“We were mentally strong. ... We are going to come back stronger. ... You can’t find anybody that would fight the way we fight.”
The Seahawks began this season 0-2, 2-4 and 4-5. Then a 7-1 run got Seattle to within two games — or perhaps a game and a little bit more time on Sunday — of becoming the first team in the salary-cap era to reach three straight Super Bowls.
The problems with pass protection by the offensive line ruined the first half of the season and, ultimately, had Seattle on the road as a wild card for these playoffs. Those issues returned Sunday.
Wilson got hit 14 times and sacked five times. Carolina’s Mario Addison ripped left tackle Russell Okung’s arm out of its shoulder socket on his way to the hit that forced Wilson’s second interception of the first half. Okung did not return.
“It was my fault,” Wilson said. “We got behind, and I take the blame for that.”
Yet Wilson’s 31 completions were one short of his career high, set in another rally that begin this schizophrenic Seahawks season, a September overtime loss at St. Louis.
Marshawn Lynch returned from abdominal surgery to play for the first time since Nov. 15. But his part in the game plan disappeared within the abyss the Seahawks fell into so quickly.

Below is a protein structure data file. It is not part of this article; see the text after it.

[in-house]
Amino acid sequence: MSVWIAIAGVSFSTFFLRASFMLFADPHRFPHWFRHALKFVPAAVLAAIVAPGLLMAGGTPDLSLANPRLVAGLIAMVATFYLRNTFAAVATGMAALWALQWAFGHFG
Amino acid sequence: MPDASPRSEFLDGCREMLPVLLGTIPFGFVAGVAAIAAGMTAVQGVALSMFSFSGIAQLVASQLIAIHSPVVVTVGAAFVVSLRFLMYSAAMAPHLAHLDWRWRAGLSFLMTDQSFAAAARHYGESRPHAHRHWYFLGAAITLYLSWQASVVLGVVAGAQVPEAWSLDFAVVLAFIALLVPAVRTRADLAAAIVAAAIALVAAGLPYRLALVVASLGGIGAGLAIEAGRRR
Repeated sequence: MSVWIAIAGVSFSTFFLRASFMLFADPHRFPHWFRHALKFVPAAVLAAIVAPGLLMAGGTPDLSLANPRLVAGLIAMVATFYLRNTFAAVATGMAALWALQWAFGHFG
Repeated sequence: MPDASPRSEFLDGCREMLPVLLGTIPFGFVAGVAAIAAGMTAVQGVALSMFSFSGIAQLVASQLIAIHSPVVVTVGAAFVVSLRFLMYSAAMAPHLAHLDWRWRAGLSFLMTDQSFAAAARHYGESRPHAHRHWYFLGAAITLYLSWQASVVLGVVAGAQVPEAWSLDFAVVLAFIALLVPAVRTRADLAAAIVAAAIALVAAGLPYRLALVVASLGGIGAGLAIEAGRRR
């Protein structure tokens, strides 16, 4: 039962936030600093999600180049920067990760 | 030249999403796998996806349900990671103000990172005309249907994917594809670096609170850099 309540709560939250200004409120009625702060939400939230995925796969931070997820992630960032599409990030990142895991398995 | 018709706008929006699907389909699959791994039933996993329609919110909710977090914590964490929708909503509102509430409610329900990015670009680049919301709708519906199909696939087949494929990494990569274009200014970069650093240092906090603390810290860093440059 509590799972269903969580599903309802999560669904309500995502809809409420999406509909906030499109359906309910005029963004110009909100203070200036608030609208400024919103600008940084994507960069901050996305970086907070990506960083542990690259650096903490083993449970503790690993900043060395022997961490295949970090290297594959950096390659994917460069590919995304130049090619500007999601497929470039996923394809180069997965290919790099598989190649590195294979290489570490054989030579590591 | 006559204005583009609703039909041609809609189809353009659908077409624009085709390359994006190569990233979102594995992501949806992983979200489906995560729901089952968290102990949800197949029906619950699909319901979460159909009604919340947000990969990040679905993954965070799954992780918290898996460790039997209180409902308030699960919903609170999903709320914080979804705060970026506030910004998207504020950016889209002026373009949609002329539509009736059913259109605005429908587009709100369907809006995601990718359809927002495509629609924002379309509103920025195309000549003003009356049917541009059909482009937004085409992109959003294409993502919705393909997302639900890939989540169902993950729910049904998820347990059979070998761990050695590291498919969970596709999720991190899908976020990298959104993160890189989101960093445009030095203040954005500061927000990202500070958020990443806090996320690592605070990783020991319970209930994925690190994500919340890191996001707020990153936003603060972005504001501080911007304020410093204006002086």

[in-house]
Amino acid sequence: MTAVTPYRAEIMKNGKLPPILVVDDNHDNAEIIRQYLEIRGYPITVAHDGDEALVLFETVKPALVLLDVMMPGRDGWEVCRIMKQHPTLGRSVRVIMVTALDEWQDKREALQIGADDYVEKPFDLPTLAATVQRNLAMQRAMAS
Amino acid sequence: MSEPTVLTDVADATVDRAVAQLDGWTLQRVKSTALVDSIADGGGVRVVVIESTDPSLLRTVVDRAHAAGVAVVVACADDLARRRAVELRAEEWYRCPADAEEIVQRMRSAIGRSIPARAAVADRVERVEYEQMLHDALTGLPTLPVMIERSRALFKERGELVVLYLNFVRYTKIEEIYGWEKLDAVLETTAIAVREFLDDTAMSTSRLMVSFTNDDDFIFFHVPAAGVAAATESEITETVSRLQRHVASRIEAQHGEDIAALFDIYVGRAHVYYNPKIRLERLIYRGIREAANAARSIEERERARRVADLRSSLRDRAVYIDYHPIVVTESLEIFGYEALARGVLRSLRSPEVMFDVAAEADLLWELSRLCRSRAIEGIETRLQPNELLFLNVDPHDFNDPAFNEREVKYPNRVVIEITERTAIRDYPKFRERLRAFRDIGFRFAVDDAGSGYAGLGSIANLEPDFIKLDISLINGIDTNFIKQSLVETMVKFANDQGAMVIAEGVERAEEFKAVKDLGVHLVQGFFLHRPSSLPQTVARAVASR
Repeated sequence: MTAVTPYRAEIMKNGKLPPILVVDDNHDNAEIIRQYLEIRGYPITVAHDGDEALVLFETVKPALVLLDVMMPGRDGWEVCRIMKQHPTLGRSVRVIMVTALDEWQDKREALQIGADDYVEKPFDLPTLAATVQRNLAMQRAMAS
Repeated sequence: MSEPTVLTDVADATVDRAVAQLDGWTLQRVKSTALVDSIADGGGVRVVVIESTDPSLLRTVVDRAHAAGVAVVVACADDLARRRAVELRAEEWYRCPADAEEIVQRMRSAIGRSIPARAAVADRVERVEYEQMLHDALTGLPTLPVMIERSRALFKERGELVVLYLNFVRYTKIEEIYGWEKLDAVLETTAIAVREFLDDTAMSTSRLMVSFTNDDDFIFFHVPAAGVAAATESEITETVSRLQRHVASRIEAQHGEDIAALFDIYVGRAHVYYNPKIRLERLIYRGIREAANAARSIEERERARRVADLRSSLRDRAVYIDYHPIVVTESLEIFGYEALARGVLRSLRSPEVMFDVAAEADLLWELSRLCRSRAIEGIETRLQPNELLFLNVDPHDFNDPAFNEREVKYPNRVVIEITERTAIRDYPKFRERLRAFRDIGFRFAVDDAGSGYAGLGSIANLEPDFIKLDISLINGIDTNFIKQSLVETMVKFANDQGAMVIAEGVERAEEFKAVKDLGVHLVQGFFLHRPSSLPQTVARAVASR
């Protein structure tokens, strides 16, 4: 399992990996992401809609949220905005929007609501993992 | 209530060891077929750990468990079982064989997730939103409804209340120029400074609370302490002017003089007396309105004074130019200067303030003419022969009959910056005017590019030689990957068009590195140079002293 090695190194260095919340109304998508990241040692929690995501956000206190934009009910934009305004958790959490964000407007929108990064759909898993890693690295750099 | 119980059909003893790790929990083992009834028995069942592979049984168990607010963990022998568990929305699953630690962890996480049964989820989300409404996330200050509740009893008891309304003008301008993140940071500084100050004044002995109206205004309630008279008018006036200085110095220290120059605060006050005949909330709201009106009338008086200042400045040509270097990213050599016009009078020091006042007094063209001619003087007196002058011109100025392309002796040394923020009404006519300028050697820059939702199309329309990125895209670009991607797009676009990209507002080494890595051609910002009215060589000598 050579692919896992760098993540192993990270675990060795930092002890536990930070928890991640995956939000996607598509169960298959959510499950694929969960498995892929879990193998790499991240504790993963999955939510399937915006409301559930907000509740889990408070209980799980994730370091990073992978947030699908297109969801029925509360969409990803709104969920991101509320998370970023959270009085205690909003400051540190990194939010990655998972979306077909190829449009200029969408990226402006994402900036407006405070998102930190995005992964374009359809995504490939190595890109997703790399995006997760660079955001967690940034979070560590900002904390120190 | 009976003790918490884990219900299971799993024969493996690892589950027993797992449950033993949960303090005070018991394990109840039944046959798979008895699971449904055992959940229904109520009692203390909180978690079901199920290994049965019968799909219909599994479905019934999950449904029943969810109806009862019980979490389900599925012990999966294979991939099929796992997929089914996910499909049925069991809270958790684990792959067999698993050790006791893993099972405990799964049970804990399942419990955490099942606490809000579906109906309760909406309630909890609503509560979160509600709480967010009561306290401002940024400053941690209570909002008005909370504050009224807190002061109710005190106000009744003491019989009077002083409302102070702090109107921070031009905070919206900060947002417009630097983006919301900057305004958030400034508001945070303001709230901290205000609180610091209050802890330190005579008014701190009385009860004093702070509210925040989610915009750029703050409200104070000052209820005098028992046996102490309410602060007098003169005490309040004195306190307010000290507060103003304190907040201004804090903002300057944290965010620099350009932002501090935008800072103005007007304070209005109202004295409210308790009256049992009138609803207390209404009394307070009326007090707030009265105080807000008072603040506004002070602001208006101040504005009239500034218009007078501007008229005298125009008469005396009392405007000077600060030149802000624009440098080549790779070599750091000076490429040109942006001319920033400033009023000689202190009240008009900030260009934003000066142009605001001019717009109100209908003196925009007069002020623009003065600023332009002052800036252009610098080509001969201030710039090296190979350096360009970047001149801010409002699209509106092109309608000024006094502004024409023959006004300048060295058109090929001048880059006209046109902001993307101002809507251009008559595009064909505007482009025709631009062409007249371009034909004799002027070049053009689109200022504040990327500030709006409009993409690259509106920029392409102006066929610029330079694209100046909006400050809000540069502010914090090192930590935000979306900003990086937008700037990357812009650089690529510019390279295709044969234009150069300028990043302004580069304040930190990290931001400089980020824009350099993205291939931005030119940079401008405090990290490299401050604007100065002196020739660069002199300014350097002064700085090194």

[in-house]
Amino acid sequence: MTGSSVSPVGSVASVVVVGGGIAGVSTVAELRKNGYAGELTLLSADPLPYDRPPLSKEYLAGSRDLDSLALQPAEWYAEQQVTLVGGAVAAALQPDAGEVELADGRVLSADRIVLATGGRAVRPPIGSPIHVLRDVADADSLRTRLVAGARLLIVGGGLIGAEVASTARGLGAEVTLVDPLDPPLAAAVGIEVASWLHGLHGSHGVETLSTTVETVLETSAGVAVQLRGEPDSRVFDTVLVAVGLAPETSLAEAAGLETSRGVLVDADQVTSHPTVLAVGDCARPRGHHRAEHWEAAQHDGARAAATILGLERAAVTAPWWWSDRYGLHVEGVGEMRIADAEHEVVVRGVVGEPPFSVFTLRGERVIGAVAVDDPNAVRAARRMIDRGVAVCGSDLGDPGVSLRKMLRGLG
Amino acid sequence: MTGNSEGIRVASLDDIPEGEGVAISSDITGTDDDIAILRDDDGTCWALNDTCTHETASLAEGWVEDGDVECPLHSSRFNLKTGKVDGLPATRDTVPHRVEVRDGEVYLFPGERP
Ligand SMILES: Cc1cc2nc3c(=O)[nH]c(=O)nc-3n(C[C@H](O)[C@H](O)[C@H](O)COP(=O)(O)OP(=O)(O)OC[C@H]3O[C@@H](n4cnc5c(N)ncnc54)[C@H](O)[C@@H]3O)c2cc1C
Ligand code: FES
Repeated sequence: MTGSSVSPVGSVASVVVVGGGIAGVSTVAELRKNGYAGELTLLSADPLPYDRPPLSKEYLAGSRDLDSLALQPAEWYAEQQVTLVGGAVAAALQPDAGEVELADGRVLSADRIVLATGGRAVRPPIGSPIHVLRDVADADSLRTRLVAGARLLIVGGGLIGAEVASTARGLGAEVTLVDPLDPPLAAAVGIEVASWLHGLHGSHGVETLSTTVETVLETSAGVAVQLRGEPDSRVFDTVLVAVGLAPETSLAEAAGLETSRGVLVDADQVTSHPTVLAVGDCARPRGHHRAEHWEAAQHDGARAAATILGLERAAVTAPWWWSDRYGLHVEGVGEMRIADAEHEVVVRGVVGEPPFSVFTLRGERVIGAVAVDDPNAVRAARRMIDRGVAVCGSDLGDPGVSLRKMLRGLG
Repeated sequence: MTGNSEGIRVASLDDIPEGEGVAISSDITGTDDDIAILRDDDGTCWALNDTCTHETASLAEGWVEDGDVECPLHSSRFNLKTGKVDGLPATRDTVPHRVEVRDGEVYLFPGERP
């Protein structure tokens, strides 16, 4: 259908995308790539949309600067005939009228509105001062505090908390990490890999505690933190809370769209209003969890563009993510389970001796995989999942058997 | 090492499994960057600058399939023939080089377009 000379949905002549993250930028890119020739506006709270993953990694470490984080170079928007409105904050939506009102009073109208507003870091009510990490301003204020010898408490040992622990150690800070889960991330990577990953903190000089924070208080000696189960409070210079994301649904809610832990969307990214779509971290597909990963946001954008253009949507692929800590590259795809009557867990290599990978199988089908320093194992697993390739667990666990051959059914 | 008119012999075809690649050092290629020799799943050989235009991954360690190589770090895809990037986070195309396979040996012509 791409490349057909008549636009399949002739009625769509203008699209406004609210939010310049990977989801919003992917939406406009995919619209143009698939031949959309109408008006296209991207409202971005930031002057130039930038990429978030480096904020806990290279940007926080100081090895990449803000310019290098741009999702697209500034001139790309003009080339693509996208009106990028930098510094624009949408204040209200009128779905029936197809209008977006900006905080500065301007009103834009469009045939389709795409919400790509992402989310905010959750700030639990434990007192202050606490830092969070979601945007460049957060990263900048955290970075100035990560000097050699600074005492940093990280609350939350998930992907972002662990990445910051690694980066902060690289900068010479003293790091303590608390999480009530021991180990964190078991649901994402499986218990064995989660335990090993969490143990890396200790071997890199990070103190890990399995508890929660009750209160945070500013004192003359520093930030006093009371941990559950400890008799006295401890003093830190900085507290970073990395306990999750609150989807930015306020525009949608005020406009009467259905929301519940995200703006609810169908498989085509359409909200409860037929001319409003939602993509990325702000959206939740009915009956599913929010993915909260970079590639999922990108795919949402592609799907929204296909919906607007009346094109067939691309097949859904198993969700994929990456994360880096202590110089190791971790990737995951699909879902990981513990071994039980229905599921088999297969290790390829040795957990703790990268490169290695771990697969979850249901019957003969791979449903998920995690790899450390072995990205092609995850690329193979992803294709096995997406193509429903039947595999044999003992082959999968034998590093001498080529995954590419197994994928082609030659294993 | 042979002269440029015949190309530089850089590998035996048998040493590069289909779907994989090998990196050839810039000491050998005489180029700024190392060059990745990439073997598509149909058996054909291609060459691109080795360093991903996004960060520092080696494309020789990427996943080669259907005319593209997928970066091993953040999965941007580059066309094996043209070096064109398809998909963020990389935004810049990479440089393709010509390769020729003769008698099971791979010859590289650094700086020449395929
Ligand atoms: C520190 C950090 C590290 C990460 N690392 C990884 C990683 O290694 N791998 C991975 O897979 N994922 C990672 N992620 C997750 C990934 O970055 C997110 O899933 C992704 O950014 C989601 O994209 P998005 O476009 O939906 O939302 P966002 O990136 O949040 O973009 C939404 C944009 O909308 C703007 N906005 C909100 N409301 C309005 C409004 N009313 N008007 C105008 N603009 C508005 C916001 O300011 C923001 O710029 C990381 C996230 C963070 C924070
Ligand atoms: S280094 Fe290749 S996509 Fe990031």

Wilson’s interception, which Kuechly returned 14 yards, made it 14-0 for Carolina after only two offensive snaps by the Seahawks. Wilson’s throw, intended for Lynch, came so quickly because the quarterback was getting hit by Kawann Short, Carolina’s leading sack man. Lynch never got his head around to see the hurried pass over the middle, and behind him, go into Kuechly’s arms.
Lynch finished with 20 yards on six carries. He quietly walked out the door from the locker room to the team’s bus without saying anything publicly, as always. Instead of Lynch’s running, Seattle had to rely on Wilson’s throwing to come back.
With 6 minutes left in the first half, the total yards were Panthers 213, Seahawks 17. Carolina had 14 more points than Seattle had yards and led 31-0.
Overlooked amid all that went wrong for Seattle in the first half: The Seahawks used 55 of the final 65 seconds around midfield, with a running play to Lynch and short pass over the middle to Luke Willson. That loss of time for minimum gain resulted in Steven Hauschka having to try for a 55-yard field goal instead of a closer one. His kick was a yard short and two or so yards wide right.
Those three lost points loomed over the Seahawks’ entire second-half rally. They had to make up three scores in the fourth quarter instead of two, and two scores in the final 2:30 instead of one.